Thank you for contacting Orbitz regarding a pending Price Assurance Refund. It is my understanding that you would like to know if anything is needed our your part to receive your refund.

There is nothing you need to do, the check will process and be mailed to the billing address on file in 6-8 weeks.

Unfortunately, it turned out Orbitz was lying: the $30 check actually arrived last week, about 5 weeks from when the company first contacted me.

Orbitz Price Assurance(SM) is also obviously part of the company’s cost of doing business in that it inspires customer confidence, and might attract purchases that might have otherwise gone to an airline or to a fourth party. That said, Orbitz seems to have gone out of its way to do the ‘right thing’, and I think that should count for ‘some thing’.

More interestingly, I’m curious whether Orbitz plans to apply Price Assurance to the El Al tickets and those who bought the same itineraries before the discount will get money back. I can’t imagine they will, but according to the strict letter of Orbitz’s policy, maybe they should.

———————————————————————————

Above, I wrote that this post would not include any advice for those who bought the tickets. I lied. Here’s some: don’t use them! Air travel these days is terrible. As Bill Nye would say, Consider the Following:

Within the past 24 hours, I and my two brothers were scheduled to fly east, on three separate flights.

Flight 1) About an hour before leaving to the airport, I tried to print my boarding pass only to discover I had been involuntarily bumped from my red-eye to a flight that would depart Seattle at 6AM Sunday morning. Needless to say, this abrupt rescheduling was inconvenient for the person driving me to the airport, the person picking me up from the airport, and for myself (law school orientation begins 9AM Monday morning, i.e. in seven hours). I headed to the airport anyway. There, I learned that the flight had been canceled and an email sent to every scheduled passenger notifying them of this change nearly two months ago.

It’s possible that email was diverted to spam, but I’m skeptical it was ever sent. I received my initial confirmation email, and I received my reminder to check in, so I find it hard to believe that the most important of those three emails – the one that changed the flight from 11PM to 6AM – was singled out as spam.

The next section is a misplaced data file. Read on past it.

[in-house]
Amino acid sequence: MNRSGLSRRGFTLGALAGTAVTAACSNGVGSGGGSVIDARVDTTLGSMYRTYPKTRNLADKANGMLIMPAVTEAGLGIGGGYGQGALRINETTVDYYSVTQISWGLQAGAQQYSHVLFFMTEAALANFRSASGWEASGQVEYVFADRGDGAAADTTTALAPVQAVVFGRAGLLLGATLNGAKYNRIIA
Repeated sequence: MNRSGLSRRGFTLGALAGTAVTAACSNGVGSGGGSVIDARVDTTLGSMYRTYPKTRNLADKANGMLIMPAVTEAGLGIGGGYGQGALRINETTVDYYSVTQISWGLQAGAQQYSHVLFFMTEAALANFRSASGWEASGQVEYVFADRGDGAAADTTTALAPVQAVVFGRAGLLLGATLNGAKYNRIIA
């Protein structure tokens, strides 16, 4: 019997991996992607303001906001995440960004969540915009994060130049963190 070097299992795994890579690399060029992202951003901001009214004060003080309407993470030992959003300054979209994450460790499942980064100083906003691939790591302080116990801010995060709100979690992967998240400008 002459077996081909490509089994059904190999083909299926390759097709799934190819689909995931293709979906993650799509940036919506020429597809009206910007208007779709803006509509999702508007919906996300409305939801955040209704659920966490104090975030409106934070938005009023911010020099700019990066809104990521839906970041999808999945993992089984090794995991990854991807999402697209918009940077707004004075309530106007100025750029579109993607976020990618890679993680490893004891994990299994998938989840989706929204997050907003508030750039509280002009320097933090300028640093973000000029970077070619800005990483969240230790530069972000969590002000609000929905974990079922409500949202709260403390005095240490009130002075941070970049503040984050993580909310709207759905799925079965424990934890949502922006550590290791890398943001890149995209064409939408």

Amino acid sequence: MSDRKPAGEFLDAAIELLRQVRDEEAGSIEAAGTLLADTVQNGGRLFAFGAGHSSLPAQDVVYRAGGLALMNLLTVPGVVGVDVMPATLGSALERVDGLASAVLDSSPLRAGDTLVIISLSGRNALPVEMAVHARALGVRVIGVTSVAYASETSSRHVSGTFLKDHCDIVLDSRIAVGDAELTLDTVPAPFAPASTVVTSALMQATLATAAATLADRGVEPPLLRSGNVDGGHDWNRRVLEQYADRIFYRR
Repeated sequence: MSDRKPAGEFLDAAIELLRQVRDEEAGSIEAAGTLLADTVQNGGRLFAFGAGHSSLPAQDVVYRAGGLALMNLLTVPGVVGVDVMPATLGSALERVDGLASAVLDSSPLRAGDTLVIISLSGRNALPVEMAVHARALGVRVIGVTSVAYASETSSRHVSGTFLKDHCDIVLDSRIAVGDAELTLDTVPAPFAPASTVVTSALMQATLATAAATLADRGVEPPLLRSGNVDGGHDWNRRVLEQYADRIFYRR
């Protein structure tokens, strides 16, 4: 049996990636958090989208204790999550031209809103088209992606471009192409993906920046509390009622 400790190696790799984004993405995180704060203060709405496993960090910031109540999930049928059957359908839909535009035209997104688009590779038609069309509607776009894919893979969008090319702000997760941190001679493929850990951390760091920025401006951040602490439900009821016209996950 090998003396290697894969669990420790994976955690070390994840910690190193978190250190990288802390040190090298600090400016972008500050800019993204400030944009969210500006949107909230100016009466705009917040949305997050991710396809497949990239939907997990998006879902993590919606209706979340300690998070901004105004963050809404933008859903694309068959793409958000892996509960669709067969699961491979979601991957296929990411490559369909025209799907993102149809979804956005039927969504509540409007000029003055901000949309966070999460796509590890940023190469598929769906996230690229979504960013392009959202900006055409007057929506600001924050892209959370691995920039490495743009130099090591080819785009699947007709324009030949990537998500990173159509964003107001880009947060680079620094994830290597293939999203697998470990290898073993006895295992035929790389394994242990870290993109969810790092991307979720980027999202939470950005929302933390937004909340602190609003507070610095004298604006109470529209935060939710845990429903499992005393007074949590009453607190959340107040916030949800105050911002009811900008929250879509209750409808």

But let’s assume for a moment that the email was sent: If Orbitz can call my cell phone every single time my flight is delayed by fifteen minutes, why can American muster but a single email? Why is there no ‘Confirm receipt’ button customers can use to acknowledge they are aware of such an important change? Why did American automatically re-book me on a 6AM flight with a layover in Dallas rather than on its 7AM direct flight that would get me in to New York an hour earlier? To American’s credit, they did let me switch flights, but I still landed about 6 hours later than originally planned; rather than spending my last day of freedom relaxing and getting settled in, I spent it on a plane.

Flight 2) Meanwhile, Brother #1 was originally scheduled on an 8:30 AM flight on Sunday, and my rescheduling for 7AM forced him to leave for the airport an hour and a half earlier than planned. That sounds inconvenient, but it actually turned out for the best, because when he showed up for his flight two hours early, he learned that it had just been canceled. He tried to get onto my flight, but missed the cut-off by two minutes, and was instead rebooked through Arizona. He arrived in Newark at midnight – inconvenient both because of the time, and because it meant he had to take a $100+ taxi home rather than the simple train/busride he could have taken from his originally-scheduled destination (JFK). I look forward to his abuse of United Customer Service.

Flight 3) Brother #2’s plane actually departed on time Saturday night, but his bag arrived in Boston with the zipper to an exterior compartment open, and its contents were nowhere to be found. The main compartment had been reorganized, but there was no note from TSA indicating it had been screened. Unless that note also fell out, I suspect someone rummaged through in search of valuables. They found none – my brother is smarter than to fly with anything monetarily valuable in his stowaway – but their carelessness did result in the loss of property with personal value to him.

For those keeping score at home, that’s Airlines 3, Treigers 0.

Airlines are the worst.